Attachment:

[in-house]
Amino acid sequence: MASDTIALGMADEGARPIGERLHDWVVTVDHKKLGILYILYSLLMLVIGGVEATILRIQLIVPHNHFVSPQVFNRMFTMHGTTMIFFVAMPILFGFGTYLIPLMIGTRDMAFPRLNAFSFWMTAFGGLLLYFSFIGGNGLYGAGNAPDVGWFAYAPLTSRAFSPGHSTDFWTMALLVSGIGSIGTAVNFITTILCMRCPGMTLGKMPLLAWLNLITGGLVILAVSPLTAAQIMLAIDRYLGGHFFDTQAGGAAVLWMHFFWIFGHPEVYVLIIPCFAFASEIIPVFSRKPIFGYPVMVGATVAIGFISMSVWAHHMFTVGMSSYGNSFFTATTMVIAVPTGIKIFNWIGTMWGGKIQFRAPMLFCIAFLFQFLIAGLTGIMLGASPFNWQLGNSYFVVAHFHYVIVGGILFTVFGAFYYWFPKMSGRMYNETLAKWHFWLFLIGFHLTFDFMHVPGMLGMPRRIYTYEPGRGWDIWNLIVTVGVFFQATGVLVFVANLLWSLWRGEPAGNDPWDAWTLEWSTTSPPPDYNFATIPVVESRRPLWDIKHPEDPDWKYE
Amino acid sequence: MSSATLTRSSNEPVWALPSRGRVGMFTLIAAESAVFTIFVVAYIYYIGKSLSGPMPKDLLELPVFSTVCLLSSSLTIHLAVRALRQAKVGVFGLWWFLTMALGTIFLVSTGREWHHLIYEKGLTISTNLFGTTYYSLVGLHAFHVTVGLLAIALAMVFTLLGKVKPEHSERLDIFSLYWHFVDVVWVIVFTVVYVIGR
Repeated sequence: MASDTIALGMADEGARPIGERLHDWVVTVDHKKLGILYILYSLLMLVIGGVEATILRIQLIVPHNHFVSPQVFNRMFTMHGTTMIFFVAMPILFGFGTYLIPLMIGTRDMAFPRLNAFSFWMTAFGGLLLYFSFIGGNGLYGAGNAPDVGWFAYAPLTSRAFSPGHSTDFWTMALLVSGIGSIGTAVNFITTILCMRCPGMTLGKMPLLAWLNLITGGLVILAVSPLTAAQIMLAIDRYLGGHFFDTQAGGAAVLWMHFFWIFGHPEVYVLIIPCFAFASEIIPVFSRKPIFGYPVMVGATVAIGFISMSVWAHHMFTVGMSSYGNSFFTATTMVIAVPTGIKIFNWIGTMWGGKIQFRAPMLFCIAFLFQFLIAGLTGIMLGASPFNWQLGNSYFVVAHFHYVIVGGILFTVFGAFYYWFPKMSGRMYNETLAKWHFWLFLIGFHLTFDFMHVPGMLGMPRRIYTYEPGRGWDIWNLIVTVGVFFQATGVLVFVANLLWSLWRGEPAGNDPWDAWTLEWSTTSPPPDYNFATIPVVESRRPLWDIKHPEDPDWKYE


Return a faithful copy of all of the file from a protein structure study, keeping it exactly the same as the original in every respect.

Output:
[in-house]
Amino acid sequence: MASDTIALGMADEGARPIGERLHDWVVTVDHKKLGILYILYSLLMLVIGGVEATILRIQLIVPHNHFVSPQVFNRMFTMHGTTMIFFVAMPILFGFGTYLIPLMIGTRDMAFPRLNAFSFWMTAFGGLLLYFSFIGGNGLYGAGNAPDVGWFAYAPLTSRAFSPGHSTDFWTMALLVSGIGSIGTAVNFITTILCMRCPGMTLGKMPLLAWLNLITGGLVILAVSPLTAAQIMLAIDRYLGGHFFDTQAGGAAVLWMHFFWIFGHPEVYVLIIPCFAFASEIIPVFSRKPIFGYPVMVGATVAIGFISMSVWAHHMFTVGMSSYGNSFFTATTMVIAVPTGIKIFNWIGTMWGGKIQFRAPMLFCIAFLFQFLIAGLTGIMLGASPFNWQLGNSYFVVAHFHYVIVGGILFTVFGAFYYWFPKMSGRMYNETLAKWHFWLFLIGFHLTFDFMHVPGMLGMPRRIYTYEPGRGWDIWNLIVTVGVFFQATGVLVFVANLLWSLWRGEPAGNDPWDAWTLEWSTTSPPPDYNFATIPVVESRRPLWDIKHPEDPDWKYE
Amino acid sequence: MSSATLTRSSNEPVWALPSRGRVGMFTLIAAESAVFTIFVVAYIYYIGKSLSGPMPKDLLELPVFSTVCLLSSSLTIHLAVRALRQAKVGVFGLWWFLTMALGTIFLVSTGREWHHLIYEKGLTISTNLFGTTYYSLVGLHAFHVTVGLLAIALAMVFTLLGKVKPEHSERLDIFSLYWHFVDVVWVIVFTVVYVIGR
Repeated sequence: MASDTIALGMADEGARPIGERLHDWVVTVDHKKLGILYILYSLLMLVIGGVEATILRIQLIVPHNHFVSPQVFNRMFTMHGTTMIFFVAMPILFGFGTYLIPLMIGTRDMAFPRLNAFSFWMTAFGGLLLYFSFIGGNGLYGAGNAPDVGWFAYAPLTSRAFSPGHSTDFWTMALLVSGIGSIGTAVNFITTILCMRCPGMTLGKMPLLAWLNLITGGLVILAVSPLTAAQIMLAIDRYLGGHFFDTQAGGAAVLWMHFFWIFGHPEVYVLIIPCFAFASEIIPVFSRKPIFGYPVMVGATVAIGFISMSVWAHHMFTVGMSSYGNSFFTATTMVIAVPTGIKIFNWIGTMWGGKIQFRAPMLFCIAFLFQFLIAGLTGIMLGASPFNWQLGNSYFVVAHFHYVIVGGILFTVFGAFYYWFPKMSGRMYNETLAKWHFWLFLIGFHLTFDFMHVPGMLGMPRRIYTYEPGRGWDIWNLIVTVGVFFQATGVLVFVANLLWSLWRGEPAGNDPWDAWTLEWSTTSPPPDYNFATIPVVESRRPLWDIKHPEDPDWKYE